What is a CLUE Report and how could it impact my mortgage?

Most people are unaware of CLUE Reports and how they affect property ownership and protection. CLUE Reports include not only accepted claims, but denied claims and inquiries. They are meant to be a comprehensive record of all loss history on you as an individual and on a property.

What Is A CLUE Report?

Most of us are familiar with CarFax.  We see the commercials all the time with the Fox puppet following the prospective car buyer around warning the buyer not to purchase the car before purchasing a detailed report on the vehicle.  Believe it or not, there is a similar system that insurance carriers use for buildings, homes and the people that insure them.

A Comprehensive Loss Underwriting Exchange, or CLUE Report, will track up to a seven (7)  year claims history for a property and property owner.  As you can imagine, a CLUE Report with multiple claims may cause issues if you are trying to buy, sell, or insure a property.

Most people are unaware of CLUE Reports and how they affect property ownership and protection.  CLUE Reports include not only accepted claims, but denied claims and inquiries.  They are meant to be a comprehensive record of all loss history on you as an individual and on a property.  Regardless of payment to a claimant; whether or not you file or don’t ultimately file the claim; or whether it is denied or accepted; a call to an insurance company will most likely end up on a property CLUE report which can significantly impact the cost to insure that home.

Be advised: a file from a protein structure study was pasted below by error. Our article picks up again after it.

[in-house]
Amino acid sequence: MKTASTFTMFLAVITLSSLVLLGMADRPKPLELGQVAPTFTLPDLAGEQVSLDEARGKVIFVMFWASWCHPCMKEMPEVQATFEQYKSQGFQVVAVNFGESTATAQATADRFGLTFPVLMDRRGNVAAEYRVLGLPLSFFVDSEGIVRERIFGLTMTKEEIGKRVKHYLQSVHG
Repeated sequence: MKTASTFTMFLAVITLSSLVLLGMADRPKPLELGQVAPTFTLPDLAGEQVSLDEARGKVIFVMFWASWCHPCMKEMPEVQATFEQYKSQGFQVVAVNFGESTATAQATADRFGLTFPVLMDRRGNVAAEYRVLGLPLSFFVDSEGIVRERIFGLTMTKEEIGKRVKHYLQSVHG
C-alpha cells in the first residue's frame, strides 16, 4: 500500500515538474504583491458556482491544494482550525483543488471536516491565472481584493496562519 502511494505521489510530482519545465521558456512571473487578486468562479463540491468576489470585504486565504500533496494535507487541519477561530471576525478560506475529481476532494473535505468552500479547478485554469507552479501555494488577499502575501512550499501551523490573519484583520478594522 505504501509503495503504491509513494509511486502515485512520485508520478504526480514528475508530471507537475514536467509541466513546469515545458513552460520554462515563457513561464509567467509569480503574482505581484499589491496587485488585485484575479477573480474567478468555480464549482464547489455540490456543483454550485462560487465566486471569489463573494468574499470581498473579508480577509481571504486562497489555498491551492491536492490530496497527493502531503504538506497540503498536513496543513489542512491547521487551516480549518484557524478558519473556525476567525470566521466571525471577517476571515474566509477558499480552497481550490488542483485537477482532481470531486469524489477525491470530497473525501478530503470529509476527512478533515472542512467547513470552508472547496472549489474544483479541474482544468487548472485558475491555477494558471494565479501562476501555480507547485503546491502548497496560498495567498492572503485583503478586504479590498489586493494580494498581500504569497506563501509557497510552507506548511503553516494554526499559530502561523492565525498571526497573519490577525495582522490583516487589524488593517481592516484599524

So why the crash course on CLUE Reports?  The North Carolina Association of Realtor’s Offer To Purchase and Contract states on page four (4)  in Section 4 (b) (iii)  under the title BUYER’S DUE DILIGENCE/Property Investigation/INSURANCE Investigation of the availability and cost of insurance for the Property‘ is a requirement of the buyer  which as you may have guessed may have significant impact on a purchasers ability to obtain a mortgage. New mortgage lending rules such as the Ability to Pay Rule and the Qualified Mortgage Rule which were enacted by Congress in 2010 and kicked in in January of 2014 and impact nearly ALL Mortgage loans. If insurance costs are not properly vetted before hand could it cause you not to be able to qualify for the mortgage on your dream home and could cost you thousands in lost fees and deposits.

Two  things every homeowner needs to consider before filing an insurance claim.

Robert Collins is the Director of Client Services for Restoration Experts of North Carolina.  If you have questions or comments about this article you can contact him at (919) 557-7900 or Robert@restorationexpertsofnc.com

This article was written by ricardocobos

Since relocating from Northern Michigan in 2007 I have lived in Garner (27529) with my wife Melanie and our four children. I am a local market expert in southern Wake County in the following communities: Garner (27529), Fuquay-Varina (27526), Holly-Springs (27540), Apex (27502), and Raleigh (27603) which spans from downtown Raleigh to Willow Spring including Lake Wheeler.
Call or email me, I’m here to help!

Ricardo Cobos (919) 526-0183